At present, there is no way to verify these devices. In hearing aids, we can easily use a real-ear system to verify the output. We will continue to see developments for bone anchored systems in this area as studies are being conducted and tools are being developed so that audiologists will be able to verify these devices. Researchers are testing skull simulators to verify the output of bone anchored devices. A skull simulator is something that behaves like and has similar properties to the skull; it is similar to using a 2-cc coupler for hearing aids. Skull simulators used to be very expensive. Most clinics were not able to own one. Now we have a skull simulator that could be used with probe microphone systems. The skull simulator can only be used with the Interacoustics Affinity system at present. You can measure the output of the device as it leaves the factory or as it arrives in the clinic. Both the audiologist and manufacturer could check if the device is working according to specifications. The skull simulator is of immense value, because we can now objectively measure the output of the device. This is first step towards verification, in my opinion.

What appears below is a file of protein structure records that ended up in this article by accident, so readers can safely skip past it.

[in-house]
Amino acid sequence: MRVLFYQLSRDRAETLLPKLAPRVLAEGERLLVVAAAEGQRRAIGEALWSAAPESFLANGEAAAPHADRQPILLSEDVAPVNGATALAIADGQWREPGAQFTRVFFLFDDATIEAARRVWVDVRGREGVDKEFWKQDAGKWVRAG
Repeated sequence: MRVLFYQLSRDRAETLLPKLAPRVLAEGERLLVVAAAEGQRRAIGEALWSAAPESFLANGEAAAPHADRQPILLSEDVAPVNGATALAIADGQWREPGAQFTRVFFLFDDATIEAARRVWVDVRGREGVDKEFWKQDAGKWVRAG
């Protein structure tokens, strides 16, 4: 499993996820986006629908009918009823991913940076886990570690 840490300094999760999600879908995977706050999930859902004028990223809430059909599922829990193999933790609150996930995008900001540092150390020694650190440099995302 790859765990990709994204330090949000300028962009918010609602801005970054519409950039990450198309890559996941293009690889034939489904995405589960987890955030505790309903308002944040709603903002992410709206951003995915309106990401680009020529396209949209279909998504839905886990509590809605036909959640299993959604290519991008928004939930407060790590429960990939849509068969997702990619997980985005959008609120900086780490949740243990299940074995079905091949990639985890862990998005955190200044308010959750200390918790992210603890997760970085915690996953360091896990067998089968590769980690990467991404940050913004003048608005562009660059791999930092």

In the next two to three years, we will have specific prescriptive tools that will allow us to objectively measure how much sound the patient is getting in the skull. We could use those formulas to better prescribe and verify gain for these patients. We will see clinical applications of these tools in the near future.
Questions and Answers
Are there no long-term indications for the temporal bone for bone anchored hearing systems?
No. There are no long-term negative effects on the temporal bone. This surgery is actually reversible. You could take the implant out if the patient does not want to use the device after a while. Sometimes during the drilling in surgery, the surgeon can go into the dura, and in some cases there are cerebrospinal fluid (CSF) leaks. This is usually not a huge problem to resolve, even on its own. Doctors are well-trained to deal with that, and if it happens, it is not life threatening. It also does not affect the temporal bone.
Are there differences in gain that we should look for when fitting a patient who has SSD?